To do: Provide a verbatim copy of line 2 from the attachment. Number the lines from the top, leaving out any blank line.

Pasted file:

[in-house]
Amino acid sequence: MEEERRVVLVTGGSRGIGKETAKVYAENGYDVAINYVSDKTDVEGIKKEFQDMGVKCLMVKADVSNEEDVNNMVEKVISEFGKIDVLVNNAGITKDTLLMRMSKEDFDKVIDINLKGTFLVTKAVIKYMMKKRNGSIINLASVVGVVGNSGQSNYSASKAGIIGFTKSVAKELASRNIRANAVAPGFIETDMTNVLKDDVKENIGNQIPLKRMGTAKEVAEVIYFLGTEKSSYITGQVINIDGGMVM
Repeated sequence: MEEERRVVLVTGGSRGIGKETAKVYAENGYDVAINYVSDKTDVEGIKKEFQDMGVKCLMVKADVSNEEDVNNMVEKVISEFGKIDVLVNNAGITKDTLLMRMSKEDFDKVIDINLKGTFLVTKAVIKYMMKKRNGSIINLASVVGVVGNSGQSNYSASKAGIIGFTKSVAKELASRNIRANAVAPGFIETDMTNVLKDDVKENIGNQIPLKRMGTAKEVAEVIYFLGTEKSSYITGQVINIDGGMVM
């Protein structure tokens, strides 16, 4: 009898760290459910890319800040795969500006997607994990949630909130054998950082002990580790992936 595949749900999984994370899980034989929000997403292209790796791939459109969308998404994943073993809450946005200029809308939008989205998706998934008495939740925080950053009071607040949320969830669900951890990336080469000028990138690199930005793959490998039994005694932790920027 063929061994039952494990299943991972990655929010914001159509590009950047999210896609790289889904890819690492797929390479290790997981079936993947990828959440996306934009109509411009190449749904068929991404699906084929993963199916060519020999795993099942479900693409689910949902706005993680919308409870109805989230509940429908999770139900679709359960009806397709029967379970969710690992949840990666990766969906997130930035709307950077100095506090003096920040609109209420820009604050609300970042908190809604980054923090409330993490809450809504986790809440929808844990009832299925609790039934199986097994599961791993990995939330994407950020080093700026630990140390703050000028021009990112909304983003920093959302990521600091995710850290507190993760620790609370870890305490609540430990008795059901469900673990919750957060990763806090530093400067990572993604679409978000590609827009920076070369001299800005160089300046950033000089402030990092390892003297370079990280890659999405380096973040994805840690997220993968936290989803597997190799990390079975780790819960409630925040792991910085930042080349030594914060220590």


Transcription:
Amino acid sequence: MEEERRVVLVTGGSRGIGKETAKVYAENGYDVAINYVSDKTDVEGIKKEFQDMGVKCLMVKADVSNEEDVNNMVEKVISEFGKIDVLVNNAGITKDTLLMRMSKEDFDKVIDINLKGTFLVTKAVIKYMMKKRNGSIINLASVVGVVGNSGQSNYSASKAGIIGFTKSVAKELASRNIRANAVAPGFIETDMTNVLKDDVKENIGNQIPLKRMGTAKEVAEVIYFLGTEKSSYITGQVINIDGGMVM